In this post and the next, Contributing Writer Robert Waite recounts his recent journey to Vietnam, the country that helped define a generation of baby boomers.

Forty five years after the fall of Saigon, which effectively ended the more-than-a-decade-long Vietnam War, a visit to Hanoi still stirs emotions, whether you were pro- or anti-war in the 1960s and ’70s.

Yet even as long ago as 1997, when I last visited Vietnam, the majority of Vietnamese — born after the war — seemed to hold few if any grudges against Americans.

Our roving correspondent, himself a baby boomer, delves into the war history but also the sights and experiences that make Vietnam one of the most intriguing countries to visit in Southeast Asia today.

First up are the capital, Hanoi, and beautiful Halong… Continue reading

Part of my phillumeny collection

Last year, I confessed to being a hodophile (which is just a fancy word for someone who loves to travel).

Now I’m admitting to being a phillumenist.

If you don’t know what a phillumenist is, don’t worry — I didn’t even know it myself until yesterday, when I came across the word in a trivia quiz.

A phillumenist is someone who, naturally enough, engages in phillumeny: namely, collecting souvenir matchbook covers and match boxes. The word was coined in 1943 , derived from the Latin “lumen” for light, “philo” for loving, and “ist” for one who does something.

It’s apparently a particularly popular hobby in the UK, though major collectors are scattered across the globe.

My own collection dates from my childhood, and, truth to tell, I haven’t really practiced much phillumeny since the 1980s; my interest waned, and labeled matchbooks are also less ubiquitous… Continue reading

Steep steps lead to the top of temple 216 in Yaxha, but the view from the top is worth it. Photo by Robert Waite.

In the first part of this two-part series, contributing writer Robert Waite described his visit to Tikal, Guatemala, the enormous ruins of one of the world’s great archaeological wonders, which 2,000 years ago was larger than ancient Rome or Beijing.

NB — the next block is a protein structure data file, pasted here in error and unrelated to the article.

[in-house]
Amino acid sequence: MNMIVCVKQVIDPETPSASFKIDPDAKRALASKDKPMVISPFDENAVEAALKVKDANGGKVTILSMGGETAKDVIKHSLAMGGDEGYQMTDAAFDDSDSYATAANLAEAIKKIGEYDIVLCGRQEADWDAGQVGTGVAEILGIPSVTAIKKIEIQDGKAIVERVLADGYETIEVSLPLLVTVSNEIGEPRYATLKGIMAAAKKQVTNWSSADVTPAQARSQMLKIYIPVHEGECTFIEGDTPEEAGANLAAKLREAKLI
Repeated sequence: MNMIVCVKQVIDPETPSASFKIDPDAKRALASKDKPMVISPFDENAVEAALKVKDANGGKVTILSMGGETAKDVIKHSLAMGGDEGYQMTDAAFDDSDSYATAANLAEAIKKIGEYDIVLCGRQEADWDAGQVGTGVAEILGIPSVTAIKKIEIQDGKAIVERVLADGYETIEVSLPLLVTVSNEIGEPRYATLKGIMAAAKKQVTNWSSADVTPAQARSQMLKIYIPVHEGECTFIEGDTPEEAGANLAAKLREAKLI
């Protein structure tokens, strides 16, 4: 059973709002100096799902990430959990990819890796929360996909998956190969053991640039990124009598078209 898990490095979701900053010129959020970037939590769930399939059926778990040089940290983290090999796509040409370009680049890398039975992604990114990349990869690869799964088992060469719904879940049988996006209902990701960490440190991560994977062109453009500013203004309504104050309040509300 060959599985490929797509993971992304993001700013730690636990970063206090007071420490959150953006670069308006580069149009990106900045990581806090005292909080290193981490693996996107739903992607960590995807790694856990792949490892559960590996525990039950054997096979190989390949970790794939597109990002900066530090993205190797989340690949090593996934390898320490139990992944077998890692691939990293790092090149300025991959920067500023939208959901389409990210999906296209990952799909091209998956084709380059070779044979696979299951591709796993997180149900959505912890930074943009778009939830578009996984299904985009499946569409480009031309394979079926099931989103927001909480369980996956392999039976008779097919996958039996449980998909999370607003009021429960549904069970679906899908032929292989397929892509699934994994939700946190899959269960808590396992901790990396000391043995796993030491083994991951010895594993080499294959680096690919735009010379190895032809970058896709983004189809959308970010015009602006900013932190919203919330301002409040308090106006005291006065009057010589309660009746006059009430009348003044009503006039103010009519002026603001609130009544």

In Part II of this series, Bob writes about his travels to another stunning Mayan archaeological site nearby — Yaxha — and finds humor and cultural insights amid the ancient pyramids.

By Robert Waite

On the morning we left Tikal we headed for Yaxha, 30 km (19 miles) to the southeast, with our new guide, Cesar Quinones.

Yaxha is Guatemala’s third largest Mayan archaeological site (after Tikal and El Mirador) and boasts 500 structures spread along a hilltop stretching about three km (two miles).

Located… Continue reading

Tikal’s Temple I rises to a height of 154 feet (47 meters). Photo by Robert Waite.

For those planning their post-COVID travels, or who just like a good read, our roving contributing writer Robert Waite sets foot this time in the fabulous Mayan ruins of Tikal and Yaxha, which flourished two millennia ago in the jungles of what is now Guatemala.

It was the New York of its day, a massive complex complete with “skyscraper” temples, plazas, and palaces. When it seems safe to go, you may well want to add it to your future travel plans.

By Robert Waite

Tikal, Guatemala – Anyone who still buys into the myth that the Americas needed to be discovered by Columbus to be “civilized” has not wandered among the pyramids or across the expansive plazas of Tikal.

Beginning around 350 B.C. and stretching into the 5th century A.D., at a time… Continue reading

Sacha Lodge, as seen from the lake. Photo from Sacha Lodge

I have no idea why I came to trust Dave.

The man loved snakes, scorpions, and spiders.  I hate spiders — and I’m not too keen on snakes or scorpions.

But this was the rain forest, where Dave seemed at home, and where, to me, everything seemed strange and foreboding.

I watched as a line of ants, dwarfed by the leaves they were hauling, marched past my feet.

I listened as distant howler monkeys made eerie noises like the wind wailing through the trees.

I cringed as a bright yellow spider made its resolute journey across the shoulder of one of my companions. Dave’s face lit up as he snatched the spider and held it in his palm, showing it off like a trophy.

“Completely harmless!” he announced. Anne, the young woman who provided the shoulder, merely shuddered.… Continue reading

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According to government and private surveys:

  • Leading-edge baby boomers (born between 1946 and 1955) and seniors account for four out of every five dollars spent on luxury travel today.
  • Roughly half the consumer spending money in the U.S.--more than $2 trillion--is in the hands of leading-edge baby boomers and seniors.
  • Baby boomers (born 1946-1964) travel more than any other age group.
  • When asked what they would most like to spend their money on, baby boomers answered “travel” more than any other category, including improving their health or finances.